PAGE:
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Studia Historiae Ecclesiasticae

On-line version ISSN 2412-4265
Print version ISSN 1017-0499

Studia Hist. Ecc. vol.46 n.1 Pretoria  2020 



A History of Christianity in the United States and Canada, by MA Noll



Reviewed by Graham A. Duncan

University of Pretoria, Faculty of Theology and Religion



Grand Rapids. Eerdmans. 1992, 2019. xxiii + pp. 595. Price US$ 55.00. ISBN 978-0-8028-7490-0

This book represents a mammoth rewrite (2019) and reconceptualisation of an earlier work (1992). It has been completely updated regarding the history of Christianity in the USA and Canada. It is probably the most comprehensive work of its kind as it brings Christian history up to date in the twenty-first century. The introduction sets the tone of the work which is to focus on "important themes, events, leaders and changes" (p.1).

The book is divided into five parts. The first introduces Christianity to the USA from its Roman Catholic beginnings, followed by the arrival of the Puritans and their successors. Part two focuses on the theme of Americanisation in the first half of the eighteenth century. Part three is entitled "The Protestant Century" and offers a broad overview from the late eighteenth century and of the nineteenth century. The fourth part could be labelled the long twentieth century (1900-2018) as it embraces multifarious developments which demonstrate the enormous breadth and depth of Christian history. In this section, the author notes that he is taking a risk in discussing the impact of developments in contemporary Christian history, but reaches some very balanced conclusions nonetheless. The final part consists of a number of reflections on this history and its future prospect.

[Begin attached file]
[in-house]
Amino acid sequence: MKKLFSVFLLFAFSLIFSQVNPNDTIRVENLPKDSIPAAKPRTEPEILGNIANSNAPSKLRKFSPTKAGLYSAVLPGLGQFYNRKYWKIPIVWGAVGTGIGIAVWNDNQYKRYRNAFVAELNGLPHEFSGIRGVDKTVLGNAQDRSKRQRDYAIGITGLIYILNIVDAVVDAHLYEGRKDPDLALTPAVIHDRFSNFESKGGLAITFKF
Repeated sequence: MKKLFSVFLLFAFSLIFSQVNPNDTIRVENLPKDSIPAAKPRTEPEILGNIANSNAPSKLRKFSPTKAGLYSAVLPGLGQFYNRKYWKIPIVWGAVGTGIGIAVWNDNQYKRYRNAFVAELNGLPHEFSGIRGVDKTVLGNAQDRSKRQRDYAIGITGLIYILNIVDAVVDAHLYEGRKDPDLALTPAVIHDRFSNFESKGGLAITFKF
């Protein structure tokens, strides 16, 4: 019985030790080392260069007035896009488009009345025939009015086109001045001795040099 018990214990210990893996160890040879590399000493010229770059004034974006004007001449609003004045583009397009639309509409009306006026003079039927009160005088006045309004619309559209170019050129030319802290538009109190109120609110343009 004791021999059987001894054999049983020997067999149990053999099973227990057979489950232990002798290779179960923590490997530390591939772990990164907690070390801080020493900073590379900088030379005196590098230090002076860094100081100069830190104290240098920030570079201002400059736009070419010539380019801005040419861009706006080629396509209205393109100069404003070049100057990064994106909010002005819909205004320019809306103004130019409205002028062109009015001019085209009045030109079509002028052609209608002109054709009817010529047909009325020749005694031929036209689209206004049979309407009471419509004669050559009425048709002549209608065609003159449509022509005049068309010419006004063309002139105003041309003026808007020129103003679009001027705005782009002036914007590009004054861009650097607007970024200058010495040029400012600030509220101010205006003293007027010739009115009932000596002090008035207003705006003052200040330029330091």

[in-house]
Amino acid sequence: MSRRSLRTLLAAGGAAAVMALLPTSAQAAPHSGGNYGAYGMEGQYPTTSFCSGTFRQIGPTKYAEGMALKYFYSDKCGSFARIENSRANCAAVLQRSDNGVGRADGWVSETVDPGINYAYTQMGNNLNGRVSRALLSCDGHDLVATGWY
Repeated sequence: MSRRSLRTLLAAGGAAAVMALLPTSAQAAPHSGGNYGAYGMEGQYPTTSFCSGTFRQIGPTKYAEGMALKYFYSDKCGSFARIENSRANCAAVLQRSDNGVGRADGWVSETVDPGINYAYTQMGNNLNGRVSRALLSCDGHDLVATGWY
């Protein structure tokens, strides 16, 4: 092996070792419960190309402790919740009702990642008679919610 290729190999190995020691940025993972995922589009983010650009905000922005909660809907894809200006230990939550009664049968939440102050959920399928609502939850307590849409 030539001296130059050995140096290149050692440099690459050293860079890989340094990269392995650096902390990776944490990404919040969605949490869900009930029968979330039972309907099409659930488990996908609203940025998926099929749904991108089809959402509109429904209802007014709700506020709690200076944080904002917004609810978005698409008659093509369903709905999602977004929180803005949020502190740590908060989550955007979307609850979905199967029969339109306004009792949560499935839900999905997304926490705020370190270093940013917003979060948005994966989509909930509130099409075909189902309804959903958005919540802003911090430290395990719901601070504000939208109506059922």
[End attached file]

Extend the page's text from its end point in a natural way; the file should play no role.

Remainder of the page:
In particular, Noll considers the ubiquitous role of the Bible, the vast body of Christian literature, fiction and theological (he is more balanced about the former than the latter), the role of Christianity in political life, secularisation, racial politics and the relationship between developments in Christianity in Canada and the USA. Throughout, Noll manages to balance the great trends in history with many personal histories which give added interest to the broad sweep of the text.

One thing that becomes clear is an emerging recognition that we can no longer take half a continent and refer to history; rather it represents the histories that formed the nations from a time even before they were nations. The narratives of numerous and varied histories are recounted here, representing the immigrant population of North America. One of the saddest omissions in this extensive study is the almost total lack of reference to the indigenous population of the USA and Canada (pages 17-19, 65-66 and a few single references), despite the author's claim to consider "the experiences of women, non-whites [whoever they are], and ordinary people" (p.1) in an attempt to be "as sensitive as possible to the many polarities that inform the history of Christianity in North America" (p.4). In this he failed. That is why I refer to its subjects as the immigrant population because that is the main focus of the book. Was there no substantial and sustained mission to the American/Canadian Indian population in the midst of all this Christian activity; and what is the state of Christianity within this indigenous part of the populations today? This makes the work appear to be more concerned with denominations rather than being inclusive. The author might also have taken the trouble to explain the Jim Crow legislation for the uninitiated of American racial politics and religion.

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